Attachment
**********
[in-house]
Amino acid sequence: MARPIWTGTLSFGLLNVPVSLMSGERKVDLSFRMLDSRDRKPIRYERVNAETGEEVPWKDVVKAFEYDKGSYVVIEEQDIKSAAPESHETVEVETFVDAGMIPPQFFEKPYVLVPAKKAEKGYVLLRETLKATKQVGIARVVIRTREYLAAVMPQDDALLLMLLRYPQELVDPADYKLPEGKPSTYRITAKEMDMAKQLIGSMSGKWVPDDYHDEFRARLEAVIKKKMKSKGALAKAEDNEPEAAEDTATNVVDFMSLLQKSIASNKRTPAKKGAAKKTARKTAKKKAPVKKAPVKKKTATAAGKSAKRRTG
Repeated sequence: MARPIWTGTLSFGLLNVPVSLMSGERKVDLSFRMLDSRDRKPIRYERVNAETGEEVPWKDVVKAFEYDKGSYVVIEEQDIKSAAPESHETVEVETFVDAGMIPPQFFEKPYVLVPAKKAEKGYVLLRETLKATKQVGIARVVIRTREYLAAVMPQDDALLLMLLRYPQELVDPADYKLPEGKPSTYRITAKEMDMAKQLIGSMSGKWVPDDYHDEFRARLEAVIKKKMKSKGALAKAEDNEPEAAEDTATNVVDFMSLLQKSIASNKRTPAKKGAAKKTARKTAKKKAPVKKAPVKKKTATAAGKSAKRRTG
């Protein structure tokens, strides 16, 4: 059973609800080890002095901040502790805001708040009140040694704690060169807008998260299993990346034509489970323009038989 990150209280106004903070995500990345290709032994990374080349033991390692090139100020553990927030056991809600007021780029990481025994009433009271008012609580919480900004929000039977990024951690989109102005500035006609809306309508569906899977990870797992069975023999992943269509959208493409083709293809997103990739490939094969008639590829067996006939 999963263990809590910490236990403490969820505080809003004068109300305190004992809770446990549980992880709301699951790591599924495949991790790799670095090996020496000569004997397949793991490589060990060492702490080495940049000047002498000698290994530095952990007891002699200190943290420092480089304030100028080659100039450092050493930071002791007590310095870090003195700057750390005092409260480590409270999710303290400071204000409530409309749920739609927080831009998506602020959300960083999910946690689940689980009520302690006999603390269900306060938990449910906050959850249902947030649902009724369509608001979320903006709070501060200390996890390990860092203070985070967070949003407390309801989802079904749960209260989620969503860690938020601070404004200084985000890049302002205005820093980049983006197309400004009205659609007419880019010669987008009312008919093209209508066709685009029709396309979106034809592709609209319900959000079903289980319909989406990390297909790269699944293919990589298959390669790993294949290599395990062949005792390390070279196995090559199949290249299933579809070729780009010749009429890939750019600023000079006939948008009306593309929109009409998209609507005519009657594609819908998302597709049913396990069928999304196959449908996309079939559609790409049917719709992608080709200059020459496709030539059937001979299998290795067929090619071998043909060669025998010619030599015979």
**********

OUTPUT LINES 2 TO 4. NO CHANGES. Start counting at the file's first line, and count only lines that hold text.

Amino acid sequence: MARPIWTGTLSFGLLNVPVSLMSGERKVDLSFRMLDSRDRKPIRYERVNAETGEEVPWKDVVKAFEYDKGSYVVIEEQDIKSAAPESHETVEVETFVDAGMIPPQFFEKPYVLVPAKKAEKGYVLLRETLKATKQVGIARVVIRTREYLAAVMPQDDALLLMLLRYPQELVDPADYKLPEGKPSTYRITAKEMDMAKQLIGSMSGKWVPDDYHDEFRARLEAVIKKKMKSKGALAKAEDNEPEAAEDTATNVVDFMSLLQKSIASNKRTPAKKGAAKKTARKTAKKKAPVKKAPVKKKTATAAGKSAKRRTG
Repeated sequence: MARPIWTGTLSFGLLNVPVSLMSGERKVDLSFRMLDSRDRKPIRYERVNAETGEEVPWKDVVKAFEYDKGSYVVIEEQDIKSAAPESHETVEVETFVDAGMIPPQFFEKPYVLVPAKKAEKGYVLLRETLKATKQVGIARVVIRTREYLAAVMPQDDALLLMLLRYPQELVDPADYKLPEGKPSTYRITAKEMDMAKQLIGSMSGKWVPDDYHDEFRARLEAVIKKKMKSKGALAKAEDNEPEAAEDTATNVVDFMSLLQKSIASNKRTPAKKGAAKKTARKTAKKKAPVKKAPVKKKTATAAGKSAKRRTG
């Protein structure tokens, strides 16, 4: 059973609800080890002095901040502790805001708040009140040694704690060169807008998260299993990346034509489970323009038989 990150209280106004903070995500990345290709032994990374080349033991390692090139100020553990927030056991809600007021780029990481025994009433009271008012609580919480900004929000039977990024951690989109102005500035006609809306309508569906899977990870797992069975023999992943269509959208493409083709293809997103990739490939094969008639590829067996006939 999963263990809590910490236990403490969820505080809003004068109300305190004992809770446990549980992880709301699951790591599924495949991790790799670095090996020496000569004997397949793991490589060990060492702490080495940049000047002498000698290994530095952990007891002699200190943290420092480089304030100028080659100039450092050493930071002791007590310095870090003195700057750390005092409260480590409270999710303290400071204000409530409309749920739609927080831009998506602020959300960083999910946690689940689980009520302690006999603390269900306060938990449910906050959850249902947030649902009724369509608001979320903006709070501060200390996890390990860092203070985070967070949003407390309801989802079904749960209260989620969503860690938020601070404004200084985000890049302002205005820093980049983006197309400004009205659609007419880019010669987008009312008919093209209508066709685009029709396309979106034809592709609209319900959000079903289980319909989406990390297909790269699944293919990589298959390669790993294949290599395990062949005792390390070279196995090559199949290249299933579809070729780009010749009429890939750019600023000079006939948008009306593309929109009409998209609507005519009657594609819908998302597709049913396990069928999304196959449908996309079939559609790409049917719709992608080709200059020459496709030539059937001979299998290795067929090619071998043909060669025998010619030599015979």